A drifter comes to town where his brother is sheriff. His brother is actually a robber who broke the real sheriff’s leg and left him for dead, and became sheriff in order to hide out. They team up against the local land baron who is trying to get rid of the Mormon settlers in a valley he wishes to own. (other title: My Name Is Trinity). —IMDb
Enzo Barboni (July 10, 1922 – March 23, 2002), sometimes credited by his pseudonym E.B. Clucher, was an Italian film director, cinematographer and screenwriter. Born in Rome, he is mostly notable for his slapstick comedies starring Terence Hill and Bud Spencer.
After he had served as a war correspondent on Eastern Front of World War II he moved on to become a camera operator.
In 1961 he advanced to a career as cinematographer, including films like Spaghetti Western Django by Sergio Corbucci, with whom he had worked together since his sword-and-sandal films.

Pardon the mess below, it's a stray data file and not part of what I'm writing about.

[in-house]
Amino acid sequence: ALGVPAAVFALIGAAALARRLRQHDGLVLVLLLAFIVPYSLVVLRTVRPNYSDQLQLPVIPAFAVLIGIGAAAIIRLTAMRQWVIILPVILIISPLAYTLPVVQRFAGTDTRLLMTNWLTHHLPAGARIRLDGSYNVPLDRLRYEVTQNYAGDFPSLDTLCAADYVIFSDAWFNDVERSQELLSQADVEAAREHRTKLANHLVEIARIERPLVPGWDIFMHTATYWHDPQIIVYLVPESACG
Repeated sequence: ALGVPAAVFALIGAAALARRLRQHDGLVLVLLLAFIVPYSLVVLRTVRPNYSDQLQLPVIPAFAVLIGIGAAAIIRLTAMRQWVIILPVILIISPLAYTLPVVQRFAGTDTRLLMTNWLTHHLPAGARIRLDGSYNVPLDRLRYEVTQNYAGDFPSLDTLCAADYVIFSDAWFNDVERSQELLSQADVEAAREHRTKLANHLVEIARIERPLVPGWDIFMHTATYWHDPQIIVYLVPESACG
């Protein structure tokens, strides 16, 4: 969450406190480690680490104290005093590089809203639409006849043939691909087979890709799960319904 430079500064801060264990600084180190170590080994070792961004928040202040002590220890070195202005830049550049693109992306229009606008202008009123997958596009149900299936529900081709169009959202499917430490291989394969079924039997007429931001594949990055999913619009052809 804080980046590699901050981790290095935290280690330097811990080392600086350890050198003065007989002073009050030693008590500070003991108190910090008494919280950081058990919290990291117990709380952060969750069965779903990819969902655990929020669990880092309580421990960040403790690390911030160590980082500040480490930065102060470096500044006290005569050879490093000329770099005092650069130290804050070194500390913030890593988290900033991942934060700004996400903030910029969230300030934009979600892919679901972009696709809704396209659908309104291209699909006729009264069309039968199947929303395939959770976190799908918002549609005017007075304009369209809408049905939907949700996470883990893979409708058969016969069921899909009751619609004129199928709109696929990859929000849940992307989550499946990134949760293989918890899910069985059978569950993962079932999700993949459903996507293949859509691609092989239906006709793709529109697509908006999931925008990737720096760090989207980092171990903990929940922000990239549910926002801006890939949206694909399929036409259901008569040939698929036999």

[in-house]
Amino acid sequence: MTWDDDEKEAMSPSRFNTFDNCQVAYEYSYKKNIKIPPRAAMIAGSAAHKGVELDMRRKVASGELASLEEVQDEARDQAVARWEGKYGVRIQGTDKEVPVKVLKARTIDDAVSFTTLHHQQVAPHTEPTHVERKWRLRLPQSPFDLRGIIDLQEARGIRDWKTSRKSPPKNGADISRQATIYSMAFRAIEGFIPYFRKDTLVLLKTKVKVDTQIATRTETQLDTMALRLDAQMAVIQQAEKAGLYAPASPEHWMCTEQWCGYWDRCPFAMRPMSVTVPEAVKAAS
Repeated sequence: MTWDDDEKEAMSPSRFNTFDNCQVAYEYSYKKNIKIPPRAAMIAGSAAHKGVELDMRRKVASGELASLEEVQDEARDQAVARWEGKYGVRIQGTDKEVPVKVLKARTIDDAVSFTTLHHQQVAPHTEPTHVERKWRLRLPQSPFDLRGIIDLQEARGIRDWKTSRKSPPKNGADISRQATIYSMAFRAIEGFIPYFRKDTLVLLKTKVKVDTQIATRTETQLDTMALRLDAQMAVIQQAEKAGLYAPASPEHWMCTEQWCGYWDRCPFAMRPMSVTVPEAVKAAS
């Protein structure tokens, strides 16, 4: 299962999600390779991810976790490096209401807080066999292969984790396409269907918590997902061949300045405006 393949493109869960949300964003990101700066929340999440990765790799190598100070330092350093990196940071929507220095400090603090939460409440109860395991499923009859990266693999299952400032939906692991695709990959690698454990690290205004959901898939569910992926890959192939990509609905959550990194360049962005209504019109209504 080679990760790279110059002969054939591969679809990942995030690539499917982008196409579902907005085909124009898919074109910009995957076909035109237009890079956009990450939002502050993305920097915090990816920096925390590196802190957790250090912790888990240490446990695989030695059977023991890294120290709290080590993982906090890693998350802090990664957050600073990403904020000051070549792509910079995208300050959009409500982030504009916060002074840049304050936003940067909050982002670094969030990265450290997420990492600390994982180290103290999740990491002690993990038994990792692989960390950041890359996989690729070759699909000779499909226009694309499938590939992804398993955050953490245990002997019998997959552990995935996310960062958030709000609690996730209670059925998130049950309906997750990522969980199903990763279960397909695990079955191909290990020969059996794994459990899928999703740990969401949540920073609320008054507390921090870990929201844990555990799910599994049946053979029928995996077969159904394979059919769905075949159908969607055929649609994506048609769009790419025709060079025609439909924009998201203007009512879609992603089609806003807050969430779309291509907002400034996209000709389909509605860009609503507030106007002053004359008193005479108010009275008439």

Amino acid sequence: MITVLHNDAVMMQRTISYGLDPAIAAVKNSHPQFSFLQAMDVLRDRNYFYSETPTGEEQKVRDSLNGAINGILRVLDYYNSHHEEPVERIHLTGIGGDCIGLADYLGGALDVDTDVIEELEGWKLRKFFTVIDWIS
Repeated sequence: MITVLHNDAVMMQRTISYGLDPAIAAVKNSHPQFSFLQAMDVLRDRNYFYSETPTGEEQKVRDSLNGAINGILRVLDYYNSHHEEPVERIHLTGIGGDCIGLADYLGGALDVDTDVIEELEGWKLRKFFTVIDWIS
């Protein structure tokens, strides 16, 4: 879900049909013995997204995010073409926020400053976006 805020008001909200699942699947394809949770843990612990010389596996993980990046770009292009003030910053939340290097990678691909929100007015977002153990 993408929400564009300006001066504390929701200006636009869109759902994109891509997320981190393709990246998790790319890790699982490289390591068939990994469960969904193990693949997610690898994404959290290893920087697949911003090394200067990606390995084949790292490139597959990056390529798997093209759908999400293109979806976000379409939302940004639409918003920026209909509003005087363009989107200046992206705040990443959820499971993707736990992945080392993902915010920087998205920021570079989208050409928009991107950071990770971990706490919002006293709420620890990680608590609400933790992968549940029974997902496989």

From 1970 onwards Barboni started his career as a director, using the pseudonym E. B. Clucher. After a more serious start he soon gained a reputation as the inventor of a slapstic form of spaghetti western.
In 1967 he worked on the music western Little Rita nel west, featuring Rita Pavone and Terence Hill, who moved on from Karl May movies to his new career in the spaghetti western genre. Afterwards Barboni… read more
The movie's plot is as thin as it gets, what holds the entire thing is of course Hill and Spencer and their incredible buddy chemistry. This movie was both a blessing and a curse for the italo-western, it gave new energy to the genre, yet it created a wave of poorly made attempts at doing comedy within the genre.